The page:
Books by Janet Hutchings

FICTION & LITERATURE
Released: March 1, 2007

"Worth collecting, certainly, but shorter would have been so much better."
Twenty-six stories, 15 countries, 11 languages, 7 winners. Read full book review >
CREME DE LA CRIME by Janet Hutchings
FICTION & LITERATURE
Released: April 1, 2000

"By and large, however, Hutchings's compendium should serve readers well through many a dark and stormy night."
The modern crime story is not just about whodunit anymore. Read full book review >
FICTION & LITERATURE
Released: July 10, 1996

"In short, Hutchings's selection of 16 stories from Ellery Queen's Mystery Magazine, 195495, seems to have hit all the high points she missed last time."
A sequel to Hutchings's Once Upon a Crime (1994) that outclasses the original collection in every respect. Read full book review >
FICTION & LITERATURE
Released: Feb. 16, 1996

"A uniformly rewarding collection for neophytes, though old hands may find themselves restless at the lack of novelty."
EQMM editor Hutchings (Once Upon a Crime, 1994, etc.) sticks close to the obvious in her old master selections: The entries by A.C. Doyle, Baroness Orczy, R. Austin Freeman, G.K. Chesterton, Agatha Christie, Dorothy L. Sayers, and Anthony Gilbert make up as stellar a collection of chestnuts as you'll find. Read full book review >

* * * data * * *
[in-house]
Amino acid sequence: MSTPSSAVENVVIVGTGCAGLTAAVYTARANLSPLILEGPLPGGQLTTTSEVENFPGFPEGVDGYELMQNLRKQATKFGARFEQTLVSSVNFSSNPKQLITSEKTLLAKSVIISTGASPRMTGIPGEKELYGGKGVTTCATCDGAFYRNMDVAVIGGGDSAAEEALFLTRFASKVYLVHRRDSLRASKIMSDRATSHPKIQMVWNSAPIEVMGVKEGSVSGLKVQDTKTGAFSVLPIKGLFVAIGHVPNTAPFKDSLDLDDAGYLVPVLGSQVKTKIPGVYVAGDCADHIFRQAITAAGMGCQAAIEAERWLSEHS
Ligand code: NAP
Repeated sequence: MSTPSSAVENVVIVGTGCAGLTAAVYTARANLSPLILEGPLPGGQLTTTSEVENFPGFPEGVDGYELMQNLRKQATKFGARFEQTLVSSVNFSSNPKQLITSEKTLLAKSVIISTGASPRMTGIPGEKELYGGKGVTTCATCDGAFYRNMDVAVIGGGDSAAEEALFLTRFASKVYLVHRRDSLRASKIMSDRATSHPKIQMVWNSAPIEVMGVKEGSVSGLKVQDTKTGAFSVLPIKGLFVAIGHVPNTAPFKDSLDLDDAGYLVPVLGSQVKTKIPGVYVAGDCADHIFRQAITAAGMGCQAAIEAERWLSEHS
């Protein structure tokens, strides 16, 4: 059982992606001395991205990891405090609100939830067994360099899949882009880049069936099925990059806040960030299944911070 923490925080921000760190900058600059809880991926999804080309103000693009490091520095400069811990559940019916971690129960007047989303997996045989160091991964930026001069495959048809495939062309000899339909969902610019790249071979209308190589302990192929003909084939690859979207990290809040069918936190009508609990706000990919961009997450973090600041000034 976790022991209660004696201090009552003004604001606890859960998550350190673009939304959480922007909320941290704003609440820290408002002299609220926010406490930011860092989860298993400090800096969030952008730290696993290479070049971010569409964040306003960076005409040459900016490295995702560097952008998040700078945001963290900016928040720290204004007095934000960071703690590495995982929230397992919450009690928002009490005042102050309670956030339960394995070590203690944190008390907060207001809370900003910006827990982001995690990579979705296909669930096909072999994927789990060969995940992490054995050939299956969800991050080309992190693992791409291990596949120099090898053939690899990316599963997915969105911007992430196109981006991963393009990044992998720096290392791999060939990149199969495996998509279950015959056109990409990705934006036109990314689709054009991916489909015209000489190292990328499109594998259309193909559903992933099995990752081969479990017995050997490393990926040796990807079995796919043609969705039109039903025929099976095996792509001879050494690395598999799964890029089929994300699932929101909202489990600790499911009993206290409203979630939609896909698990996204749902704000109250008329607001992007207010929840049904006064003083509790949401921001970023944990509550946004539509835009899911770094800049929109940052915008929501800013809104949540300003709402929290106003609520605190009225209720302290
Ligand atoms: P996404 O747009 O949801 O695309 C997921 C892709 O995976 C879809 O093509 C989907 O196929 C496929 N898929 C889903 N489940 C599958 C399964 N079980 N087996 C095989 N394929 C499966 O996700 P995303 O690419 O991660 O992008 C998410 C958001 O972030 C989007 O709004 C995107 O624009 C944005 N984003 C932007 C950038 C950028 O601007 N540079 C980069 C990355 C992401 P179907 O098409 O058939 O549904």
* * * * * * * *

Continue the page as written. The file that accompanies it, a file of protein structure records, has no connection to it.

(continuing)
ONCE UPON A CRIME by Janet Hutchings
FICTION & LITERATURE
Released: June 24, 1994

"Compared to McCloy's masterful tale of art, lust, and politics, most of the mysteries here seem content to treat the past as an exotic canvas for the display of the usual suspects."
An anthology of historical detective stories whose execution lags behind its long-overdue concept. Read full book review >
FICTION & LITERATURE
Released: Dec. 15, 1993

"Especially interesting for editor Hutchings's image of her tenure at EQMM (since 1991), though it doesn't look as if much has changed at the old place."
Sixteen middling stories, all except Stanley Ellin's peerless reprint—``The Moment of Decision,'' dating from 1991-92. Read full book review >